A team sport is a sport in which the outcome of a match or game depends on collective performance during a game by members of a team. Examples of team sports include basketball, soccer, baseball, rugby, water polo, handball, cricket, and lacrosse. Unlike individual sports, where the outcome depends on one person’s performance, team sports require effective communication and coordination among all players to achieve success.
Team sports also teach children how to work with a group of people and help them learn the importance of communication and listening skills. Those skills can carry over to the classroom and other life events. Team athletes also develop positive role models and can learn how to handle adversity. They also gain a healthy lifestyle and develop a strong sense of self-esteem and pride in their accomplishments.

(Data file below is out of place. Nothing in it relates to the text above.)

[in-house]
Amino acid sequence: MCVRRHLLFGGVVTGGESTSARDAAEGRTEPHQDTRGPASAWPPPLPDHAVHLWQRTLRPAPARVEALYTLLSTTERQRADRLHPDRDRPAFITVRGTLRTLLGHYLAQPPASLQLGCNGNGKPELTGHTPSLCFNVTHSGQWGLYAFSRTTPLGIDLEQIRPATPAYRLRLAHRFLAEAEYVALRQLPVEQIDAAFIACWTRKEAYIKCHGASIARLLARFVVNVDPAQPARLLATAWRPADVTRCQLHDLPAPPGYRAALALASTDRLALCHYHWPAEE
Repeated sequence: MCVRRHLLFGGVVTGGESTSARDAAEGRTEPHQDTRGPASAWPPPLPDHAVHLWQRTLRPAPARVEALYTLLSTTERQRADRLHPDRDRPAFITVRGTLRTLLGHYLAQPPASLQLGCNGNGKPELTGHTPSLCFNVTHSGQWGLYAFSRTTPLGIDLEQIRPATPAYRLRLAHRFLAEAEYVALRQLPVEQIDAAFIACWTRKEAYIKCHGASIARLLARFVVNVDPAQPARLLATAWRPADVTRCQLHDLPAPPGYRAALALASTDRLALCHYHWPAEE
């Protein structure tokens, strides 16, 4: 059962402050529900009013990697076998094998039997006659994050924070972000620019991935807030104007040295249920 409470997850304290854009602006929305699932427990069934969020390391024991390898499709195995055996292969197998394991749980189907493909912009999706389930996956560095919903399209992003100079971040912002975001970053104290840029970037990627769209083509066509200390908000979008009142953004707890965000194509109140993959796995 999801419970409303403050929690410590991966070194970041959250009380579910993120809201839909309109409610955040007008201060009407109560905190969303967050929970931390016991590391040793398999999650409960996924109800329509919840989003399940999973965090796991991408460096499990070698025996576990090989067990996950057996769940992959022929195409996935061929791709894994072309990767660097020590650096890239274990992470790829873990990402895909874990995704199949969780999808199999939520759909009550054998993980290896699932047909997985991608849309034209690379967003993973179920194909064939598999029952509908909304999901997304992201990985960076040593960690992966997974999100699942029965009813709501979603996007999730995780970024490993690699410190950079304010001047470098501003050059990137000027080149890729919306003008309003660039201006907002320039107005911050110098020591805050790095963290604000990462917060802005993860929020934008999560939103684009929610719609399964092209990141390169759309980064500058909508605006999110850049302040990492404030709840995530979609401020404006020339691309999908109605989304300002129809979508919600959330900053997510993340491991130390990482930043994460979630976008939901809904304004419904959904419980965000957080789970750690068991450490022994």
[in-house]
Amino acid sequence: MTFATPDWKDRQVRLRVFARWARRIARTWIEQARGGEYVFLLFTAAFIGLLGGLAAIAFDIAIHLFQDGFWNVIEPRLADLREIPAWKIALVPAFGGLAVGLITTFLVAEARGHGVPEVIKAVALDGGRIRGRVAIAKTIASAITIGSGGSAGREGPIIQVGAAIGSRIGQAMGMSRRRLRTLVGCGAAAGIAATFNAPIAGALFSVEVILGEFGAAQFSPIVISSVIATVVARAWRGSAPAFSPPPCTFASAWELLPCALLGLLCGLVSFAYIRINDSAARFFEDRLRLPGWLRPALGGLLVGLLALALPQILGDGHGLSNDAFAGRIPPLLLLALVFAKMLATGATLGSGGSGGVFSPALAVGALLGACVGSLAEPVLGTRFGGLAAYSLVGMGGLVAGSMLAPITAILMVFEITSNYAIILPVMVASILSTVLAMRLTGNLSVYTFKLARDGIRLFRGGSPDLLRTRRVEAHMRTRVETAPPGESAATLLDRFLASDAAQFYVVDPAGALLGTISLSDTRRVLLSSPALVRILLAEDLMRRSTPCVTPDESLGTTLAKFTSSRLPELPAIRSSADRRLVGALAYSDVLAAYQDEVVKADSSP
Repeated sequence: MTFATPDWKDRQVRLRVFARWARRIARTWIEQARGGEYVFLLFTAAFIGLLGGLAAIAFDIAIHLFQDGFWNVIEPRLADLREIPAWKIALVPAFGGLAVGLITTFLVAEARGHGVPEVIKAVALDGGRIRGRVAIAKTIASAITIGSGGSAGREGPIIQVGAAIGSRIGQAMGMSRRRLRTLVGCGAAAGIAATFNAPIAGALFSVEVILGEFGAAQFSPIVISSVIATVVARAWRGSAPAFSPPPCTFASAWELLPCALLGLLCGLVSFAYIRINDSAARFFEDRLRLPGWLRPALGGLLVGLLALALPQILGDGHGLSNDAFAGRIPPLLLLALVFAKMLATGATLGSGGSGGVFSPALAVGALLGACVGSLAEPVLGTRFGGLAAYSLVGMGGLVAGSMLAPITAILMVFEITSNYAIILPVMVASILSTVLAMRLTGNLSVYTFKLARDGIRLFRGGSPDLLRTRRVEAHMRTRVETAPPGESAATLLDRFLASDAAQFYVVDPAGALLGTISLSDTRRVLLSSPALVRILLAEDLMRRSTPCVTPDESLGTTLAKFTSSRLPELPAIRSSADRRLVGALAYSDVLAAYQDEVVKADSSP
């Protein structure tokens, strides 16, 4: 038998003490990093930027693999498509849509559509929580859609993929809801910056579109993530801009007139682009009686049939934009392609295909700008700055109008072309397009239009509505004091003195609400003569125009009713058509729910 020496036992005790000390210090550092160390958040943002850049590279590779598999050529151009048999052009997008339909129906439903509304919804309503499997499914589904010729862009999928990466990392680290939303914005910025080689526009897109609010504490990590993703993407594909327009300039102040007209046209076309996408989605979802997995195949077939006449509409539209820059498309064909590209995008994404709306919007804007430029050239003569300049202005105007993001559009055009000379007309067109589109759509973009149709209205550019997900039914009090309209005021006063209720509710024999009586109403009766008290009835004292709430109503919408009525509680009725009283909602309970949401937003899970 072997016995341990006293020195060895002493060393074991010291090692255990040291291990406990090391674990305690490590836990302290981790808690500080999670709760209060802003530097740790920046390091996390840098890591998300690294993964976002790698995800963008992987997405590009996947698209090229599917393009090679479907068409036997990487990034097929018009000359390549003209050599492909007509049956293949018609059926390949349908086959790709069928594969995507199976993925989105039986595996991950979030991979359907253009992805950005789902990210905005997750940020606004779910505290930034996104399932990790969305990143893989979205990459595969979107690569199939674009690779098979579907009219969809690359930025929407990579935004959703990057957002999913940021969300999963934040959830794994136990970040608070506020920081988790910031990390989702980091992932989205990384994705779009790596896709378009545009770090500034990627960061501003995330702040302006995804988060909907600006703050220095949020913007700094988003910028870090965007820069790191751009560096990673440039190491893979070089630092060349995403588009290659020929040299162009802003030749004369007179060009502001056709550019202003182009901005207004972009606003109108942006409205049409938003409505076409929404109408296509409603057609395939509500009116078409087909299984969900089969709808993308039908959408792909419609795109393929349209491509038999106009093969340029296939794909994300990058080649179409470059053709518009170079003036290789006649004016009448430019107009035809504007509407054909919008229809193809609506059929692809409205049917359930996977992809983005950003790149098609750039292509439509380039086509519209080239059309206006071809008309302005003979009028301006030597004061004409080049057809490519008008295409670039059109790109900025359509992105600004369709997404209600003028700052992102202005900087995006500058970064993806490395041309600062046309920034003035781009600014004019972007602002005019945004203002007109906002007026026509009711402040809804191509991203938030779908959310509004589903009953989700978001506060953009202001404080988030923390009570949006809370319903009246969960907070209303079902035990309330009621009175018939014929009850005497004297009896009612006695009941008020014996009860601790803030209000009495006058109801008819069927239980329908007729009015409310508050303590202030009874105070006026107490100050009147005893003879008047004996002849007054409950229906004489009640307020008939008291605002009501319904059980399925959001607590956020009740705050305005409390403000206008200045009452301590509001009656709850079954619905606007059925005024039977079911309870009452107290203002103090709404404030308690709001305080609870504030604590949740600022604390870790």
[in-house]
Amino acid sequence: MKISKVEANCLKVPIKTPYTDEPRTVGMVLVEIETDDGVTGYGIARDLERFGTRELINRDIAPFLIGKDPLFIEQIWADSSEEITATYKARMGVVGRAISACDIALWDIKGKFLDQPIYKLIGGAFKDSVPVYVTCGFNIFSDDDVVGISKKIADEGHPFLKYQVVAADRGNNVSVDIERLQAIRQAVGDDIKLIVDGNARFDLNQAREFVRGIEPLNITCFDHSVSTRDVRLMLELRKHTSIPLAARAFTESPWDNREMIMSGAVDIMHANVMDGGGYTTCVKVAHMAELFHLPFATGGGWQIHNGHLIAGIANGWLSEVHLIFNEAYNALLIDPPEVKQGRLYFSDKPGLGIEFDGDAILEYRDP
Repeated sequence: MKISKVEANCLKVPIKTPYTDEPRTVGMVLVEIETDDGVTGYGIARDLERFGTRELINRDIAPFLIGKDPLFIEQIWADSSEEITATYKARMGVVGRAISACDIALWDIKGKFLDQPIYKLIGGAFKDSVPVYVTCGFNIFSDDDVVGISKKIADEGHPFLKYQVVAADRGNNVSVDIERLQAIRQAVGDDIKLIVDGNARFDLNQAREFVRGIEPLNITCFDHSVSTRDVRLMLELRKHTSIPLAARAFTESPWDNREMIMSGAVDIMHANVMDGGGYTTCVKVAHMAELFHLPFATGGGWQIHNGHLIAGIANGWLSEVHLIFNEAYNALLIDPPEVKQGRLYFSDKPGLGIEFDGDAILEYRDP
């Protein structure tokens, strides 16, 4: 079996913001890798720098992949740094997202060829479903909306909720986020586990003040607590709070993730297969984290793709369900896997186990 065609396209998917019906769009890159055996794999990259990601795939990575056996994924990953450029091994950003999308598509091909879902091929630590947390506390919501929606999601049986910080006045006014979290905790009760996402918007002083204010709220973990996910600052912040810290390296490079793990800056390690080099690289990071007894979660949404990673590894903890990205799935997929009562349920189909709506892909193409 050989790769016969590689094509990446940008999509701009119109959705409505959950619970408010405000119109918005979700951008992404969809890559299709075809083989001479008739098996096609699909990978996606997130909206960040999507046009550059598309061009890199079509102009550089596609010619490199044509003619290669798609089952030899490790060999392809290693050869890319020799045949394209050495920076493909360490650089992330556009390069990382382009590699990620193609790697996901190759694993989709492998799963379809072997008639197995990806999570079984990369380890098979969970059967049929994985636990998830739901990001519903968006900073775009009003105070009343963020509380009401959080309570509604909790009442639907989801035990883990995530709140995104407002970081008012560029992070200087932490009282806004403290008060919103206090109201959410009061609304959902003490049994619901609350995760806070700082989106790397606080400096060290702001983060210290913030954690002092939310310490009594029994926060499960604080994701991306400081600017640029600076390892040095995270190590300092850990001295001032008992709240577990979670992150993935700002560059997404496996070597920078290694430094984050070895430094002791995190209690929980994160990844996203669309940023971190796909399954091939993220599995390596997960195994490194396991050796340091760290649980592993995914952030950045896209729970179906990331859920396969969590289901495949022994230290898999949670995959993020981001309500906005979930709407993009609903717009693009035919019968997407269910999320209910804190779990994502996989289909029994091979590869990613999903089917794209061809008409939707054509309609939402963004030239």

In addition to teaching them to work well with others, team sports can boost cardiovascular endurance and build muscle strength. Kids who participate in team sports are more likely to stay active throughout their lives and monitor their sleep and nutrition to maintain a healthy lifestyle.
Research has shown that youth who play team sports have improved cognitive and motor skills. These benefits can lead to higher GPAs and a greater likelihood of graduating from high school. They also meet or exceed physical activity guidelines and often have higher body-fat percentages than non-athletes. In addition, adolescent participants in team sports have better social competence and have more psychological support from friends and family.